Language for National Reconciliation: Southern Thailand
Patani-Malay is the language spoken by 83% of people in the four southern provinces of Thailand. On-going violence and political unrest in this area are largely a result of language issues and identity crisis – Malay identity, as reflected by the Malay language used in daily life, is not officially recognised by the government. Compulsory education in the Thai language results in poor attendance and achievement among Patani-Malay-speaking students. They gain few working skills and have limited prospects for higher education and employment. Many fear education is being used to destroy the local language and religious identity. In this article, Suwilai outlines a mother tongue based bilingual education programme designed to help Patani-Malay-speaking children retain their Malay identity at the local level and achieve a Thai identity at the national level.
Introducing the programme
A nine-year participatory action research programme is being conducted by Mahidol University linguists and a Patani-Malay-speaking research team. It covers eight school years, from Kindergarten to Grade 6, with one year of preparation. The programme supports Patani-Malay-speaking children to speak, read and write well in both Patani-Malay and Thai. Patani-Malay is used as the medium of instruction from Kindergarten to Grade 1, so that children gain the necessary skills in listening, speaking, reading and writing in their mother tongue, before learning Thai. Patani-Malay Studies, in which Patani-Malay language is the main component, is also taught throughout primary school. The Education Act allows up to 30% of the curriculum to be locally determined in this way.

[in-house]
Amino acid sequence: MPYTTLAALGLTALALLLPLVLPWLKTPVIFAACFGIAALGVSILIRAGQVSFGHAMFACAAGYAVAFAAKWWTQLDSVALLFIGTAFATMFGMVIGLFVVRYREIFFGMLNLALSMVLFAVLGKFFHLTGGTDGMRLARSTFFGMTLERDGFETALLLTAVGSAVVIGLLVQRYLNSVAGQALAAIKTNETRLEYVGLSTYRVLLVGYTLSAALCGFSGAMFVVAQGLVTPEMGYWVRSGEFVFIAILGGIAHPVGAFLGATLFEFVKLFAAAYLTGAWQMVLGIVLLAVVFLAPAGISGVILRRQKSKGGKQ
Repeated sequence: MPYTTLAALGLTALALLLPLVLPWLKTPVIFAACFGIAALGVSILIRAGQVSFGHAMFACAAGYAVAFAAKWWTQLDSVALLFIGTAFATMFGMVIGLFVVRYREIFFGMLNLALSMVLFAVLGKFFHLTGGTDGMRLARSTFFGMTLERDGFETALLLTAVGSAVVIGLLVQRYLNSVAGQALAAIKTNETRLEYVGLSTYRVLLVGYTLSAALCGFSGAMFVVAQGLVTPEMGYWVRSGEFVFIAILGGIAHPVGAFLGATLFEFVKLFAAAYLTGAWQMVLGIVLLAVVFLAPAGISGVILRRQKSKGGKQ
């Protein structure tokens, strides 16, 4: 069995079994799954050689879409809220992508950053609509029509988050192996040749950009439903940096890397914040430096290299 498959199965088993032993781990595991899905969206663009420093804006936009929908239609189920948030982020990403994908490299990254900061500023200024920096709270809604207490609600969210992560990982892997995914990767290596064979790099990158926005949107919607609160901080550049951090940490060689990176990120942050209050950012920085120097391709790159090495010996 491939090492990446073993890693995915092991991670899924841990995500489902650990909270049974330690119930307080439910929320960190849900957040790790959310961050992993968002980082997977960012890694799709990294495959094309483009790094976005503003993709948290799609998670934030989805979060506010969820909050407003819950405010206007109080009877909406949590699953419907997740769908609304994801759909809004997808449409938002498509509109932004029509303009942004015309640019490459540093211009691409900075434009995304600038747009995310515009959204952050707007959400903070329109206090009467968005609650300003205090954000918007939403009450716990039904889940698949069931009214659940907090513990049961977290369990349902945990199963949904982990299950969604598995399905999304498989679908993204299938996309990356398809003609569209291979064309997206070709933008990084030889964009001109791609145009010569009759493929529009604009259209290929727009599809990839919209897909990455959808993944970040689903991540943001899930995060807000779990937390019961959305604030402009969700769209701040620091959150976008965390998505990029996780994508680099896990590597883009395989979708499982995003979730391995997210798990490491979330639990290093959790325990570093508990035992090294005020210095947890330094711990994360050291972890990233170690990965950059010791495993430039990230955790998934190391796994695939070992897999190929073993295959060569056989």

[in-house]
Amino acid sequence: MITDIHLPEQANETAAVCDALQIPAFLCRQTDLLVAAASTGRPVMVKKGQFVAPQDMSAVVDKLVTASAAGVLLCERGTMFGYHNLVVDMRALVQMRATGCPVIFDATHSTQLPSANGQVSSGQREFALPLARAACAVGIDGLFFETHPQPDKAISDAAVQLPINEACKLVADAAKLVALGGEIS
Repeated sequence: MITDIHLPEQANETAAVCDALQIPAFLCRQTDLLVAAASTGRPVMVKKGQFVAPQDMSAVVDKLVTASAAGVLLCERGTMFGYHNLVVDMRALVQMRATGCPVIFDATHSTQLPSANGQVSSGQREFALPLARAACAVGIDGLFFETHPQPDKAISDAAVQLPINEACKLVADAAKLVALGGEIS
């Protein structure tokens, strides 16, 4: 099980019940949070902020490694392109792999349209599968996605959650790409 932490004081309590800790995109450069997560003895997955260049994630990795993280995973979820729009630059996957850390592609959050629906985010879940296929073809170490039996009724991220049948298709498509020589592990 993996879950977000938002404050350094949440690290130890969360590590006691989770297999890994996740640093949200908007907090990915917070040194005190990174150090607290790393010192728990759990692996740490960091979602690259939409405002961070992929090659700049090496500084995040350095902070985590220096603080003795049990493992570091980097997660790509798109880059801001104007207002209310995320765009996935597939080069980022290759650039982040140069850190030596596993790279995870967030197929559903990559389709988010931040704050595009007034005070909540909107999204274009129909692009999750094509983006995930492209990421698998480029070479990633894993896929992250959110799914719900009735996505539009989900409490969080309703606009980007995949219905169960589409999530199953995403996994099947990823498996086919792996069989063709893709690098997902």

The Government now recognises the advantages of mother tongue learning. It introduced a ‘Mother Tongue Education Policy’ for the first three years of primary education, but currently lacks the resources to effectively implement it. The policy aims to provide mother tongue materials (e.g. translations of the national curriculum) for all 52 local languages spoken in Uganda, but so far they are only available in six. Many teachers also lack training in how to integrate mother tongue and English language instruction.
This is where the Education Action/LABE’s project, funded by the UK’s Department for International Development, comes in. With a particular focus on girls’ and women’s education in Northern Uganda, we are facilitating the development of a range of learning activities and resources in mother tongue languages. The project places language at the heart of our strategy to promote education, and we hope to expand this in future programmes.
- Language Situation Survey – to gather information for programme planning.
- Awareness-raising about the benefit of mother tongue based bilingual education. Mobilising partners for the programme activities, e.g., a local research team of academics and village scholars, including four experimental schools.
- Develop a writing system for Patani-Malay using Thai-based script, building on academic as well as native speaker acceptance and technical feasibility. This will help children to transfer to using Thai as the main medium of instruction.
- Develop a curriculum, using Patani-Malay and Thai as the medium of instruction, which contains more local content, yet maintains educational standards.
- Develop teaching materials and graded reading materials in Patani-Malay and materials to support students’ transfer to using Thai.
- Recruit and train bilingual education staff: teachers, writers, local culture experts, workshop organisers, etc.
- Evaluate learners in the experimental schools and compare with those in other schools.
- Build co-operation among governmental and non-governmental funding and technical assistance organisations, influential people in society and the mass media.
- Develop and establish a supportive national language policy.
- Using the local spoken language in education as a way to promote development, peace and prosperity is a new idea that some find hard to accept because there are few previous examples of such work in Thailand.